2. Control mechanism comprising, a frame, a revoluble shaft axially slideable in said frame between first and second setting positions, means limiting the permanent axial positioning of said shaft to either of said first or second setting positions, a first clutch member mounted on said shaft and restrained against rotation relative to said shaft, a manually operable clutch member freely revoluble on said shaft and restrained against axial movement relative thereto, bias means separating said clutch members when said shaft is in said first setting position, said shaft being moveable into said second setting position by axial movement of said manually operable clutch member to engage said clutch members against the action of said bias means.

3. Control mechanism comprising, a frame, a revoluble shaft axially moveable in said frame between first and second setting positions, a canrfixed to said shaft, a switch controlled by rotation of said cam, means limiting the permanent axial positioning of said shaft to either of said first or second setting positions, a first clutch member mounted on said shaft and restrained against rotation relative to said shaft, a manually operaole clutch member freely revoluble on said shaft and restrained against axial movement relative thereto, bias means separating said clutch members when said shaft is in said first setting position, said shaft being movable into said second setting position by axial movement of said manually operable clutch member against the action of said bias means to engage said clutch members for the transmission of rotary movement to said shaft from said manually operable clutch member.

4. Control mechanism comprising, a frame, a revoluble shaft axially moveable in said frame between first and second setting positions, a cam fixed to said shaft, a first switch controlled by rotary movement of said cam, a second switch controlled by axial movement of said shaft, means limiting the permanent positioning of said sh LO either of said first or second setting positions, s second switch being moved into a closed position by said shaft when said shaft is in said first setting position and being moved into an open position when said shaft is in said second setting position, a first clutch member car -ed on said shaft and restrained against rotation relative to said shaft, a manually operable clutch member freely revoluble on said shaft and restrained against axial movement relative thereto, bi s me" arating said clutch members When said shaft is in o first setting position, said shaft being moveable into said second setting position by axial movement of said manually operable clutch member to open said second switch and engage said clutch members for the tr; ission of rotary movement from said manually ope aolc clutch member to said shaft.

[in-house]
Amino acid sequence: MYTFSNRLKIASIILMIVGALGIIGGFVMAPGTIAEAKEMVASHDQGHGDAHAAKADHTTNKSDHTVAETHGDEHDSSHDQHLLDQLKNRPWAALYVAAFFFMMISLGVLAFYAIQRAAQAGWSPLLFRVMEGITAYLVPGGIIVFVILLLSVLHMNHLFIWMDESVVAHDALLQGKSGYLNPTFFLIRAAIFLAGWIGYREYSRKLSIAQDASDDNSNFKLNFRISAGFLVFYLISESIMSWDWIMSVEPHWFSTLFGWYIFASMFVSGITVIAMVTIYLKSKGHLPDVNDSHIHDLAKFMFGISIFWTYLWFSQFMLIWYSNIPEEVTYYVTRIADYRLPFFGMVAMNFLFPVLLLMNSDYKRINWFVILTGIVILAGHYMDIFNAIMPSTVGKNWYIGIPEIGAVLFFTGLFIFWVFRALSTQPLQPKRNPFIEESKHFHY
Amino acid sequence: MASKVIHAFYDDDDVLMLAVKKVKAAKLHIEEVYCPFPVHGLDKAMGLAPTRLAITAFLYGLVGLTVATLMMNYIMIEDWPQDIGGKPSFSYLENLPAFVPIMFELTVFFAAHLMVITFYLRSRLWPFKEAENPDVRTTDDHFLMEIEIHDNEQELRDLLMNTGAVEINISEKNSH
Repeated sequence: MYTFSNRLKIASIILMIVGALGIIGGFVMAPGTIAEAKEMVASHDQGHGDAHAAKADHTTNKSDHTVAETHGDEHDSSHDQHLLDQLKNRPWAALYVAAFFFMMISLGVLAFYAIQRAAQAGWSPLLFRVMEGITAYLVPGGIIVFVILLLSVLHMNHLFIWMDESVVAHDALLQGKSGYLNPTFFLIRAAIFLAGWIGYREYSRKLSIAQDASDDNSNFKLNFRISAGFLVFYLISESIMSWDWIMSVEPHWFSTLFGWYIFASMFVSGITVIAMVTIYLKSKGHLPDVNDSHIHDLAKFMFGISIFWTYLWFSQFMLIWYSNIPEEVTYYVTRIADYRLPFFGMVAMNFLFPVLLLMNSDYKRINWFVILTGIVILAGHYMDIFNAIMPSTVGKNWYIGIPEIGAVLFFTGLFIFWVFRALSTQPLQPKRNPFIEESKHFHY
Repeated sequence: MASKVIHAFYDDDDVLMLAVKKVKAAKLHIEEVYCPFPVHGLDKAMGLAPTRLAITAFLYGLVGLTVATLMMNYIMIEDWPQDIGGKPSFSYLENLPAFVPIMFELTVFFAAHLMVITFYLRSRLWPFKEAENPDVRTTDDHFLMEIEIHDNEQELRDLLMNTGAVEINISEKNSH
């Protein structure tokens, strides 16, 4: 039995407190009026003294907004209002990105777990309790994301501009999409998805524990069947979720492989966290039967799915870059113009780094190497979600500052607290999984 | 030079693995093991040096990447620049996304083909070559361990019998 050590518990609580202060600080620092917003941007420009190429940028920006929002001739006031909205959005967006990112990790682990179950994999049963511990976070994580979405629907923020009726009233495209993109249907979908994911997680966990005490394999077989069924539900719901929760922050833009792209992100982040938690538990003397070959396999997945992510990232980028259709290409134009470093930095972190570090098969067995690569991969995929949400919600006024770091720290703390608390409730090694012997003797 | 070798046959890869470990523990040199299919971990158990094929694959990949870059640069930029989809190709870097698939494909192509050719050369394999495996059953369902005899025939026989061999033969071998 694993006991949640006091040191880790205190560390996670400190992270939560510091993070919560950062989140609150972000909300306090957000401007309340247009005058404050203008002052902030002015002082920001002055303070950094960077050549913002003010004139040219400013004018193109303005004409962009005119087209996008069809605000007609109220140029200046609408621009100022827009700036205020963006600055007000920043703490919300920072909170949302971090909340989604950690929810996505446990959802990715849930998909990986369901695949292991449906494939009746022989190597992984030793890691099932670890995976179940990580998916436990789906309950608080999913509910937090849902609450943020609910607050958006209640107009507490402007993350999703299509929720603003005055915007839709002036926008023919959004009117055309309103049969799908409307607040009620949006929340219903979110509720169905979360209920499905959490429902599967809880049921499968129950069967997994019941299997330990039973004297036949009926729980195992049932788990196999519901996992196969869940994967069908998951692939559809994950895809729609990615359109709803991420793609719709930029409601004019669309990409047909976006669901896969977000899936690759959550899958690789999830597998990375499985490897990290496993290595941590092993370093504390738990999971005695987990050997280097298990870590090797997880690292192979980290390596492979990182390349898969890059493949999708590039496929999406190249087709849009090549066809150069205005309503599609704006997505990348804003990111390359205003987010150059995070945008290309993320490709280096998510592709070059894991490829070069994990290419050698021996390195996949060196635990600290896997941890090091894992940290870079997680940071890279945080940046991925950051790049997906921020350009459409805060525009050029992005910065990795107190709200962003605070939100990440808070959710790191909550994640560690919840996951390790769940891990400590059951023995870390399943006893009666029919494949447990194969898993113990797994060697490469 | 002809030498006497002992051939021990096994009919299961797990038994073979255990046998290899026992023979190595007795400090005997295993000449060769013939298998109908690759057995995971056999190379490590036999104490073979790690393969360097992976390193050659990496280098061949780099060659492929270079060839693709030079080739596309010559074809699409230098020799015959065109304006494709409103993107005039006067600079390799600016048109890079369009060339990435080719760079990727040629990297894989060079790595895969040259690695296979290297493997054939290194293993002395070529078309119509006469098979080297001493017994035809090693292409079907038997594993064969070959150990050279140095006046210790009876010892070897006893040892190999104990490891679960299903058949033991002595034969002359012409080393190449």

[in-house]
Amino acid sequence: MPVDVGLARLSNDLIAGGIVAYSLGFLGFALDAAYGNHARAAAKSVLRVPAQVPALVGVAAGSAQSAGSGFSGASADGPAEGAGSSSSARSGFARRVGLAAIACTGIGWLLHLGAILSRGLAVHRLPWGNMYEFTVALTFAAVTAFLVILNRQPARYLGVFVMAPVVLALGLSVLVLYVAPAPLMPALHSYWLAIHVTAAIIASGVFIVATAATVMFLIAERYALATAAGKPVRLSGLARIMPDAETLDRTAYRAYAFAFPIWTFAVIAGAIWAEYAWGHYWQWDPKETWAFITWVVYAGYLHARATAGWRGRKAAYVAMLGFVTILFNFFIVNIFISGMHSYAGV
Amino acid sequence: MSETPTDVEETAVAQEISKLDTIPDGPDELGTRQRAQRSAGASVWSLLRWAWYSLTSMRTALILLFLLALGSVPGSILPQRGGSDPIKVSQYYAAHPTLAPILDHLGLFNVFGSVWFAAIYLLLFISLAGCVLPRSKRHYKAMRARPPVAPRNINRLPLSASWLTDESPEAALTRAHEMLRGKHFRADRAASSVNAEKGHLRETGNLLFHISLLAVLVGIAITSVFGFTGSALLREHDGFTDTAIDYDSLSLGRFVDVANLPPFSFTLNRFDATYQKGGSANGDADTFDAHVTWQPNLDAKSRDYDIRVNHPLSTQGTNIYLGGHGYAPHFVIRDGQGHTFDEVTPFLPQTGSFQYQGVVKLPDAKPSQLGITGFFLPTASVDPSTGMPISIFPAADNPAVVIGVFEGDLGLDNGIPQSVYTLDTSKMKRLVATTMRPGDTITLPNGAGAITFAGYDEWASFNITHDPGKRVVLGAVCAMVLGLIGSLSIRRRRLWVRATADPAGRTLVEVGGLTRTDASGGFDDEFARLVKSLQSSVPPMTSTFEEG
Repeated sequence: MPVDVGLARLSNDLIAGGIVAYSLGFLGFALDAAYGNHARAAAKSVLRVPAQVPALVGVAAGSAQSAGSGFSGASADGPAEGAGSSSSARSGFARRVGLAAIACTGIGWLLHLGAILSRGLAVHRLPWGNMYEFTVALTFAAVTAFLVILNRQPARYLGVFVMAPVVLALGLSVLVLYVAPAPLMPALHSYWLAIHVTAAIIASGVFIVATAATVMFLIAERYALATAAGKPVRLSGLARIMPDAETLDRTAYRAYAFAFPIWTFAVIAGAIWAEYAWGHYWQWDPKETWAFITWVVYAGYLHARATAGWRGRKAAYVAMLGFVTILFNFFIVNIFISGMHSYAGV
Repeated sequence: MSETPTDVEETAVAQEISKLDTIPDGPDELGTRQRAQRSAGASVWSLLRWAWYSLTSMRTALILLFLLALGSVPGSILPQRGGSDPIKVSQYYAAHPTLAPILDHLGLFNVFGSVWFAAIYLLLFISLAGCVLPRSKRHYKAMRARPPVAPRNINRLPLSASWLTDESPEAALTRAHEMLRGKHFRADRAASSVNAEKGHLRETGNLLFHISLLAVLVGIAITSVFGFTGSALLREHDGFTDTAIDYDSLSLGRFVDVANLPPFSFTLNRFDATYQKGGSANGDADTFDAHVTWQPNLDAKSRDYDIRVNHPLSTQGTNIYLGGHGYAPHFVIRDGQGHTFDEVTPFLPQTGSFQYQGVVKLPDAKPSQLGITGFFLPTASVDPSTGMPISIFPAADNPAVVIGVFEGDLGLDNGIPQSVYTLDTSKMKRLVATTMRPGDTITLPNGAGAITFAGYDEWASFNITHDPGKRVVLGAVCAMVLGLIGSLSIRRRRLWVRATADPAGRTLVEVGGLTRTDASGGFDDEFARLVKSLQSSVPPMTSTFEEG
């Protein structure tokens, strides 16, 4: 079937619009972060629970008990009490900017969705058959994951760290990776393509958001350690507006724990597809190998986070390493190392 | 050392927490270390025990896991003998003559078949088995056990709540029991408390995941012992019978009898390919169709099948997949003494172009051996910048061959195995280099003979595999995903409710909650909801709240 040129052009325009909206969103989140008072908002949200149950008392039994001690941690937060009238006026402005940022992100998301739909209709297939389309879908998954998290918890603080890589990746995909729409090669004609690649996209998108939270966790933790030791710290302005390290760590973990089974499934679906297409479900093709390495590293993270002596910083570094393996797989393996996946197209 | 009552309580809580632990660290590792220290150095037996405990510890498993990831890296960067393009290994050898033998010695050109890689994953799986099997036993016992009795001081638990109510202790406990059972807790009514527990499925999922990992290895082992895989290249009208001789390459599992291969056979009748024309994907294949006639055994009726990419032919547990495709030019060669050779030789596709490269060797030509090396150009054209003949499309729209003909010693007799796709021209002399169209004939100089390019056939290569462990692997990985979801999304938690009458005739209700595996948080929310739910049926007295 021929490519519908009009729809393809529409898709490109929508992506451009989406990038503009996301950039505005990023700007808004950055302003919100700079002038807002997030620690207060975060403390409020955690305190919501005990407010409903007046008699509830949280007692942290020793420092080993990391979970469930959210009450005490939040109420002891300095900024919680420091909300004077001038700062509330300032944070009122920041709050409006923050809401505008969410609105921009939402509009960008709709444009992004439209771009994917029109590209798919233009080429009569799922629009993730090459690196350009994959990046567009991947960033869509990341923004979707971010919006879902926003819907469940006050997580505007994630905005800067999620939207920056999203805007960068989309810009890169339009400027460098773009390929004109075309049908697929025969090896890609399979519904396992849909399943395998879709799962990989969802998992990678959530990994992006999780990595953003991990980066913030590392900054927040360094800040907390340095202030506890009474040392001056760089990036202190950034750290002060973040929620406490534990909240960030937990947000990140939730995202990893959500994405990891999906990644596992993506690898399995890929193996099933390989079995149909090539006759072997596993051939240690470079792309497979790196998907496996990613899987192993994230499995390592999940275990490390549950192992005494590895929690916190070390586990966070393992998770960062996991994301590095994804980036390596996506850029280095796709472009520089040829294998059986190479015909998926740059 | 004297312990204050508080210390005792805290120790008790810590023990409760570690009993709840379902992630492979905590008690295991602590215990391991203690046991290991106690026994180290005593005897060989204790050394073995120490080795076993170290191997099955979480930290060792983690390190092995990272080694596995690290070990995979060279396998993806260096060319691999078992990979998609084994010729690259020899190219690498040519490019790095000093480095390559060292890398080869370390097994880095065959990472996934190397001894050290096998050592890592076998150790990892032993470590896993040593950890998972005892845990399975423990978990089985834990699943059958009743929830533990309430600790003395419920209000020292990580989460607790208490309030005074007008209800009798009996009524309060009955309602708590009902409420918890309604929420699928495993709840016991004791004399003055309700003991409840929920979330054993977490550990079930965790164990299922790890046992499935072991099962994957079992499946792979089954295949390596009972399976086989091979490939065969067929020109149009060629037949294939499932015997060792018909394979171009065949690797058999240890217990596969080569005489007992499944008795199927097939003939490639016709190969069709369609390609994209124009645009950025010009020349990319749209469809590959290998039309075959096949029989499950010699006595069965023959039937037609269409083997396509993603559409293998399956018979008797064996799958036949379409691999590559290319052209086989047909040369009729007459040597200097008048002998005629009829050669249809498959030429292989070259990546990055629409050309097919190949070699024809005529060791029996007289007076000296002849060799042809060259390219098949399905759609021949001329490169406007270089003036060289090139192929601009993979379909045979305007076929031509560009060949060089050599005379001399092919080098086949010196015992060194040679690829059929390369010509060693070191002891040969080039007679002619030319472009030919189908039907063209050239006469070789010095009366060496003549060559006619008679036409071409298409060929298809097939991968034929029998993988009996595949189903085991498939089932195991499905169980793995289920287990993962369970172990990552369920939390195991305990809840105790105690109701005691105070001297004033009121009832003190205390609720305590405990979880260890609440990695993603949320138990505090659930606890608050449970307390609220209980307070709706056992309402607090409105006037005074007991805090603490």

5. Qontrol mechanism comprising, a control circuit, a frame, a revo able shaft axially moveable in said frame between first second setting positions, a cam fixed to said shaft, a first switch in said circuit and actuated by roi .i a of said cam for regulating the sequential said circuit, a second switch in said circuit d by axial movement of said shaft and conenergization of said circuit, means limiting positioning of said shaft to either of said actuation o d being in an open position when said shaft is in second setting position, a first cln ch member carried on said shaft and restrained against re taticn relative to said shaft, manually operable clutch member freely revoluble on said shaft and restrained al movement relative thereto, bias me? .s sep- 1 members when said shaft is in said position, said shaft being moveable into said position by axial movement of said manually operable c utch member to open said second switch to deenergize said circuit and to engage said clutch members for the ismission of rotary setting movemen. from said u ly operable clutch member to said shaft.

comprising, a frame, a revoluble shaft axially moveable in said frame between first tn c. to

axial movement of said shaft between said econd setting positions, a first clutch member slideably mounted on said shaft and restrained w rotation relative thereto, a man rally operable clutch member freely revoluble on said shaft and restr against axial movement relative thereto, bias me. s positioncd betweel said clutch members and constantly urging said first clutch member toward said frame away from said manually operable clutch member, said shaft being moveable into said second setting position by axial movement of said manually operable clutch member to actuate second switch and engage said clutch member for the transmission of rotary movement from manually operable clutch member to said shaft.